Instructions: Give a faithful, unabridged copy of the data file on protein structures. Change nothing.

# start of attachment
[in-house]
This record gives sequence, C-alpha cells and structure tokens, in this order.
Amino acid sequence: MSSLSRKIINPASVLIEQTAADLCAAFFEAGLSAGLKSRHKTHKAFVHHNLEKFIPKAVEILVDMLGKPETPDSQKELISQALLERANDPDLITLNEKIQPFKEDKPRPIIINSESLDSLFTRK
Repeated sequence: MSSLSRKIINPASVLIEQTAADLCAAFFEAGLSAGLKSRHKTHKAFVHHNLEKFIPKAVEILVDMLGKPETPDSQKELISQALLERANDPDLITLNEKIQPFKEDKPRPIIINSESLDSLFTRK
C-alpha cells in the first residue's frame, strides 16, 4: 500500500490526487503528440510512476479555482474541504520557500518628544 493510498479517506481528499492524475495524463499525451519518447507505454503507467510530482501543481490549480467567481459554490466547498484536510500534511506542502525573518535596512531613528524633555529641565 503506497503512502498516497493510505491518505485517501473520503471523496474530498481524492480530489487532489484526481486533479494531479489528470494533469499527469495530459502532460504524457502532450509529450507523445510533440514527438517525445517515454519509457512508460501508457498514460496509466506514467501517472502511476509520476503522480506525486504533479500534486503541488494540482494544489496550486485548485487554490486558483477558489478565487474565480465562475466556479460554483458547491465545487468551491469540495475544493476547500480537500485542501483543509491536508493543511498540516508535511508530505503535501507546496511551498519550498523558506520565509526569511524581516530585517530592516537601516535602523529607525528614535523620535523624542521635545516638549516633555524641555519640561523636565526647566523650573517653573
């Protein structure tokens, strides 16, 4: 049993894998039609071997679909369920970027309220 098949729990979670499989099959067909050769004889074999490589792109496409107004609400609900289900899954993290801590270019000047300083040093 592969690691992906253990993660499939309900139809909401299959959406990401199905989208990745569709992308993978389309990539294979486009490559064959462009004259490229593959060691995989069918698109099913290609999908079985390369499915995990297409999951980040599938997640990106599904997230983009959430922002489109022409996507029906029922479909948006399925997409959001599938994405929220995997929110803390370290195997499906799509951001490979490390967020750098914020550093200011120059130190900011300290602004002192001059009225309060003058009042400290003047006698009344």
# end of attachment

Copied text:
[in-house]
This record gives sequence, C-alpha cells and structure tokens, in this order.
Amino acid sequence: MSSLSRKIINPASVLIEQTAADLCAAFFEAGLSAGLKSRHKTHKAFVHHNLEKFIPKAVEILVDMLGKPETPDSQKELISQALLERANDPDLITLNEKIQPFKEDKPRPIIINSESLDSLFTRK
Repeated sequence: MSSLSRKIINPASVLIEQTAADLCAAFFEAGLSAGLKSRHKTHKAFVHHNLEKFIPKAVEILVDMLGKPETPDSQKELISQALLERANDPDLITLNEKIQPFKEDKPRPIIINSESLDSLFTRK
C-alpha cells in the first residue's frame, strides 16, 4: 500500500490526487503528440510512476479555482474541504520557500518628544 493510498479517506481528499492524475495524463499525451519518447507505454503507467510530482501543481490549480467567481459554490466547498484536510500534511506542502525573518535596512531613528524633555529641565 503506497503512502498516497493510505491518505485517501473520503471523496474530498481524492480530489487532489484526481486533479494531479489528470494533469499527469495530459502532460504524457502532450509529450507523445510533440514527438517525445517515454519509457512508460501508457498514460496509466506514467501517472502511476509520476503522480506525486504533479500534486503541488494540482494544489496550486485548485487554490486558483477558489478565487474565480465562475466556479460554483458547491465545487468551491469540495475544493476547500480537500485542501483543509491536508493543511498540516508535511508530505503535501507546496511551498519550498523558506520565509526569511524581516530585517530592516537601516535602523529607525528614535523620535523624542521635545516638549516633555524641555519640561523636565526647566523650573517653573
């Protein structure tokens, strides 16, 4: 049993894998039609071997679909369920970027309220 098949729990979670499989099959067909050769004889074999490589792109496409107004609400609900289900899954993290801590270019000047300083040093 592969690691992906253990993660499939309900139809909401299959959406990401199905989208990745569709992308993978389309990539294979486009490559064959462009004259490229593959060691995989069918698109099913290609999908079985390369499915995990297409999951980040599938997640990106599904997230983009959430922002489109022409996507029906029922479909948006399925997409959001599938994405929220995997929110803390370290195997499906799509951001490979490390967020750098914020550093200011120059130190900011300290602004002192001059009225309060003058009042400290003047006698009344």